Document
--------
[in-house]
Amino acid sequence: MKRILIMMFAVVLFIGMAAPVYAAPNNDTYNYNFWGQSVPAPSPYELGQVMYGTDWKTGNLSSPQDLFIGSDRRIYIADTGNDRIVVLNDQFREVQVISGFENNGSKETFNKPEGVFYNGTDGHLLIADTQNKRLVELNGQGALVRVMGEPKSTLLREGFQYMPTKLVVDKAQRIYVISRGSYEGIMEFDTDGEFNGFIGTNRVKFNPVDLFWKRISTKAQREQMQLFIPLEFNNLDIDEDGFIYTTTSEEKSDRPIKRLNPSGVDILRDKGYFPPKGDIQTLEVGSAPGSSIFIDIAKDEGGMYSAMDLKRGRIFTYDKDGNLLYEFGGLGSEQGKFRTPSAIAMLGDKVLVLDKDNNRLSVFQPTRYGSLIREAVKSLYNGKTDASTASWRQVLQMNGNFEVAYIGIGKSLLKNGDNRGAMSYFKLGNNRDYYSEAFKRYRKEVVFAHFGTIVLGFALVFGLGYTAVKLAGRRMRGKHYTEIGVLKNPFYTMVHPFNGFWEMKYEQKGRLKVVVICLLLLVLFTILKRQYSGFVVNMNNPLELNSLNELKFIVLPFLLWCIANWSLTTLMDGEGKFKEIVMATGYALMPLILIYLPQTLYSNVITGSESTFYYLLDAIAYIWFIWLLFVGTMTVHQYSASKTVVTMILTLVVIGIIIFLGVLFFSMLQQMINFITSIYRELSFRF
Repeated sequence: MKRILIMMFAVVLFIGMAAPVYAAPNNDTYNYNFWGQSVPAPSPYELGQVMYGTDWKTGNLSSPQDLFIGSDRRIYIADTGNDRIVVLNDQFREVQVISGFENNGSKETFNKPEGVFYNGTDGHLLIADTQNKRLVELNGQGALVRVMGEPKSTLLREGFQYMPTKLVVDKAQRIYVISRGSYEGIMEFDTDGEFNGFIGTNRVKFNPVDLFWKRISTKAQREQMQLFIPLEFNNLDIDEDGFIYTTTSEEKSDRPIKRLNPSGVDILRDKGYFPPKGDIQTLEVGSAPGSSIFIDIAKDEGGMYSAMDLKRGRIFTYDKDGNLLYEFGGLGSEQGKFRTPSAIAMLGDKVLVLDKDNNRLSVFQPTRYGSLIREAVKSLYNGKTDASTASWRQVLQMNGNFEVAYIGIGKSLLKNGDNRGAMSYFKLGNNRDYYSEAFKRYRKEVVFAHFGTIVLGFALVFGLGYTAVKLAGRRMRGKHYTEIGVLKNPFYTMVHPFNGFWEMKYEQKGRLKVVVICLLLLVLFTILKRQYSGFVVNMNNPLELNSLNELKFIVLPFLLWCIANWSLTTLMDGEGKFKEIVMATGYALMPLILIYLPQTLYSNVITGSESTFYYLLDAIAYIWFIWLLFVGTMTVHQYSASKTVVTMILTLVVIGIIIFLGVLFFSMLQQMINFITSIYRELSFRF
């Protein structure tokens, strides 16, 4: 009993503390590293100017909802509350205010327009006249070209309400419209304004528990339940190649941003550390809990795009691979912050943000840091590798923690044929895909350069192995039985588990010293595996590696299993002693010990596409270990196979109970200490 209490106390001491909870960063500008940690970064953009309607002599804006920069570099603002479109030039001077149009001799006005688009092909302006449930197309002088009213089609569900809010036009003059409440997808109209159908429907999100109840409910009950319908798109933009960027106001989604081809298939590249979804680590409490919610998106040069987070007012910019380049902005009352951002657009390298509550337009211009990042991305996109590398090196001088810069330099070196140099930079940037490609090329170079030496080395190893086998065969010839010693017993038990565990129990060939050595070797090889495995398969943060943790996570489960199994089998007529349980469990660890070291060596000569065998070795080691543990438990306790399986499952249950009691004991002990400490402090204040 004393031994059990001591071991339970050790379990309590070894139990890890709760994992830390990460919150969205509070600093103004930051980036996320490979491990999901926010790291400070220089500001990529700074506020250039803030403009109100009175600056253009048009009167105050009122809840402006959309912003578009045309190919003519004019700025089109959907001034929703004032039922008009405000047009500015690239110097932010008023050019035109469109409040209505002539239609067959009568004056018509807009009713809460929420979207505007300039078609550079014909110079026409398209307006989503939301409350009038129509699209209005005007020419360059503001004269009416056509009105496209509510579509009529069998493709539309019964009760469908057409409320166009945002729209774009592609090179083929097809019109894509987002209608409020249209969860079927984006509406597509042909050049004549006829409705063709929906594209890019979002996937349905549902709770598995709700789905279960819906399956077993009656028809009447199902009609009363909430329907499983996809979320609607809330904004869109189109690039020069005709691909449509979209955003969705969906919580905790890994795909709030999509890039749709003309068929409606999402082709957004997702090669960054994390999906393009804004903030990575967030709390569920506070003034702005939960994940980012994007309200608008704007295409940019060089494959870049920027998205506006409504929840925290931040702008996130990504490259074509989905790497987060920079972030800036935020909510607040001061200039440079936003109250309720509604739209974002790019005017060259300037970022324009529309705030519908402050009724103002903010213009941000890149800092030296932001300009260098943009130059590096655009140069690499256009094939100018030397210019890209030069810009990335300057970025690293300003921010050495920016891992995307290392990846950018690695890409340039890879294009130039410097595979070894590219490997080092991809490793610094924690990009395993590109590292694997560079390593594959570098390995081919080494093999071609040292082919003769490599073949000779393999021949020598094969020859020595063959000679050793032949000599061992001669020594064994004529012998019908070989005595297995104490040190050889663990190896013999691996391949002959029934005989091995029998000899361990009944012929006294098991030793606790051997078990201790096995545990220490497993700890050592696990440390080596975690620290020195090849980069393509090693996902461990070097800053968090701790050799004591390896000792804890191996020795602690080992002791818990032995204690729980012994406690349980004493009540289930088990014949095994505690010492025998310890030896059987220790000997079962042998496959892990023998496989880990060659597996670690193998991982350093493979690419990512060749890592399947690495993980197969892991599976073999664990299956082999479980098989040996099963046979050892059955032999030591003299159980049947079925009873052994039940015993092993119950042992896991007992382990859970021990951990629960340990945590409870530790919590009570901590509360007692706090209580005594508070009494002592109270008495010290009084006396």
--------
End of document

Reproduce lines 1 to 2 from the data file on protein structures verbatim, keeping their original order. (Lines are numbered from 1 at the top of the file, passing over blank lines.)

[in-house]
Amino acid sequence: MKRILIMMFAVVLFIGMAAPVYAAPNNDTYNYNFWGQSVPAPSPYELGQVMYGTDWKTGNLSSPQDLFIGSDRRIYIADTGNDRIVVLNDQFREVQVISGFENNGSKETFNKPEGVFYNGTDGHLLIADTQNKRLVELNGQGALVRVMGEPKSTLLREGFQYMPTKLVVDKAQRIYVISRGSYEGIMEFDTDGEFNGFIGTNRVKFNPVDLFWKRISTKAQREQMQLFIPLEFNNLDIDEDGFIYTTTSEEKSDRPIKRLNPSGVDILRDKGYFPPKGDIQTLEVGSAPGSSIFIDIAKDEGGMYSAMDLKRGRIFTYDKDGNLLYEFGGLGSEQGKFRTPSAIAMLGDKVLVLDKDNNRLSVFQPTRYGSLIREAVKSLYNGKTDASTASWRQVLQMNGNFEVAYIGIGKSLLKNGDNRGAMSYFKLGNNRDYYSEAFKRYRKEVVFAHFGTIVLGFALVFGLGYTAVKLAGRRMRGKHYTEIGVLKNPFYTMVHPFNGFWEMKYEQKGRLKVVVICLLLLVLFTILKRQYSGFVVNMNNPLELNSLNELKFIVLPFLLWCIANWSLTTLMDGEGKFKEIVMATGYALMPLILIYLPQTLYSNVITGSESTFYYLLDAIAYIWFIWLLFVGTMTVHQYSASKTVVTMILTLVVIGIIIFLGVLFFSMLQQMINFITSIYRELSFRF